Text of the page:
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Only in Naples: Lessons in Food and Famiglia from My Italian Mother-in-Law Hardcover – 12 May 2016
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A glorious memoir celebrating the holy trinity of Italian life: love, food and family. Her keen eye and sense of humor takes you through the winding streets of Naples at a clip, on a ride you hope will never end. If you love Italy, or the idea of it, you will love this book. And, if you ever plan to visit Naples, tuck this in your suitcase, it's the best primer I've ever read as a guide to this bustling, vibrant southern Italian port city (Adriana Trigiani, New York Times bestselling author of The Shoemaker's Wife)
Deliciously entertaining (Sunday Mirror)
This warm, witty biography made me yearn for (and eat) quite a lot of pasta (Red)
You won't be able to put down this book that's chock block full of titbits from Neapolitan culture, tradition and cuisine.Read if you enjoyed: Eat, Pray, Love by Elizabeth Gilbert (Hello)
A spellbinding journey into the heart of Neapolitan life.See all Product description
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Katherine is taken under the wing of Raffaella Avollone and on her first visit is introduced to her son Salvatore. This initial meeting is not auspicious and nearly falters very early on by Katherine's misunderstanding of the Italian equivalents of "see you later" and "speak soon" which she takes as an instruction and virtually stalks Salvatore with daily phone calls. It is revelations like this that not only emphasize Katherine's naivety, but are indicative of further humorous incidents that litter the book.
I liked Katherine and Salvatore, but I loved Rafaella. An archetypal Italian mother in many ways, she was also very progressive and accepting of Katherine, despite the many cultural and religious differences. A lesson that society as a whole could do well to learn. Her love is expressed through cooking and her food almost has it's own language, taking on qualities over and above it's
basic function of sustenance. I loved this aspect of the book, but not sure I'll be attempting the 5 hour ragu sauce, that is a labour of love above and beyond in my culinary repertoire.
What made this memoir more enjoyable for me, was that while it followed a timeline that started with Katherine's first visit to Naples and ended with marriage it wasn't a rigid this happened and then that happened. Instead Katherine chooses to pick out relevant events and moments to highlight her "journey" and absorption into her future family.
It's an easy read, told with love and humour. What it cleverly manages to do is almost instill in the reader a growing love of all things Neapolitan, note Neapolitan rather than Italian. What we often forget is that the country we recognise as Italy is relatively young. The Risorgimento, (meaning “Rising Again”), was a 19th-century movement for Italian unification that culminated in the establishment of the Kingdom of Italy in 1861. Consequently there are unique historical and cultural differences between the once nation states. What we get from this memoir is a strong sense of the culture and customs that pervade everyday life.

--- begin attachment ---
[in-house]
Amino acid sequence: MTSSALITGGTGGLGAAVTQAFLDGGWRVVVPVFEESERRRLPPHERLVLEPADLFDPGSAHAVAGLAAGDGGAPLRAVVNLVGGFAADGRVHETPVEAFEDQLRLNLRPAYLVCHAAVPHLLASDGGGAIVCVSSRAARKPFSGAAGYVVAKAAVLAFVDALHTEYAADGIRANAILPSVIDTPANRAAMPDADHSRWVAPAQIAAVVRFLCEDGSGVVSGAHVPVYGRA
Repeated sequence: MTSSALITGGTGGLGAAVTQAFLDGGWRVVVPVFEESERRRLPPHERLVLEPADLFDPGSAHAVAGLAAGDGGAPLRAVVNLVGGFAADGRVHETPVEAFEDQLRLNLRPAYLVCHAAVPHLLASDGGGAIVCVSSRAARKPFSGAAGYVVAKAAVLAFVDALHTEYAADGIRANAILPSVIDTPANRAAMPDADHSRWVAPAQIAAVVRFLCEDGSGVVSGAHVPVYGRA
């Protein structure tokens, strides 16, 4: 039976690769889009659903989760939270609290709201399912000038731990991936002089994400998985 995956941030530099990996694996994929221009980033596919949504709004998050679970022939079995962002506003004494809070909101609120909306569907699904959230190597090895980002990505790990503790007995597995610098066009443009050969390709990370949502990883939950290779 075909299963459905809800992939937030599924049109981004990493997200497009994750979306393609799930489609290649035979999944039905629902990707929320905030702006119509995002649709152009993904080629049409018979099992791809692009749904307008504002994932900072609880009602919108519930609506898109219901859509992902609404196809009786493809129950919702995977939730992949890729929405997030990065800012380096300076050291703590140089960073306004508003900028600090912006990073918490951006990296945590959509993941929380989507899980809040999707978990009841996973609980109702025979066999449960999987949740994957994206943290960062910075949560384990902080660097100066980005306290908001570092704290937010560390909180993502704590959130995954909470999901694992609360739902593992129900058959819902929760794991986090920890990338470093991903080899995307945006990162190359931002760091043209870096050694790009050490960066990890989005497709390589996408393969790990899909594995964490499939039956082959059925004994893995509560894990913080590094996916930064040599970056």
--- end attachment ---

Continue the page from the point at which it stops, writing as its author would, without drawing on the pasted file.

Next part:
I suspect for someone wanting a deeper more analytical look into contemporary Neapolitan life, this might be too superficial, but for me the book "does what it says on the tin" (wonder how that translates outside the UK). It is one woman's look at her version of Naples as learned from her Mother-in-Law, it is for the most part lighthearted, heartwarming and filled with food and love - what's not to like?
I received a review copy via NetGalley in return for an honest review.
Only in Naples is a love story. A true story. It is a book about finding a home and a family on the other side of the world.
The more I read, the more I fell under the spell of the Neapolitan culture. It was a pleasure to read about the lives and loves of Katherine, Salvatore and his family. It was also interesting to see how cultures compared, the differences often stark to a non native such as Katherine, who in turn often provoked incredulity with her Italian family when she told them of US customs.
The book is not only a memoir of a love affair but is in fact a tale of a love affair with a country and a society. And also a culinary love story. It becomes apparent that food plays a major role in the lives of Neapolitans. Emotions are expressed through what is made. The amount of love that goes into preparing a meal is seen in direct proportion to the love felt by those who make the food for those who consume it. Food is used as allegories, as tokens of affection and as non-verbal communication. It can show courtship, romance, customs, history, compassion or signal the break down in a relationship. It also means that you will inevitably be hungry when reading this book.
It also made me keen to visit Naples. Katherine Wilson’s obvious love for the city is evident in the book. The writing is engaging and animated. I could easily imagine the scenes depicted and the more I read, the more I wanted to visit.
Only in Naples is not just a travelogue or a memoir. It is a book about learning to live in another country, to speak another language and to find ways of bridging cultural barriers. It is told with gentle humour and an engaging style.
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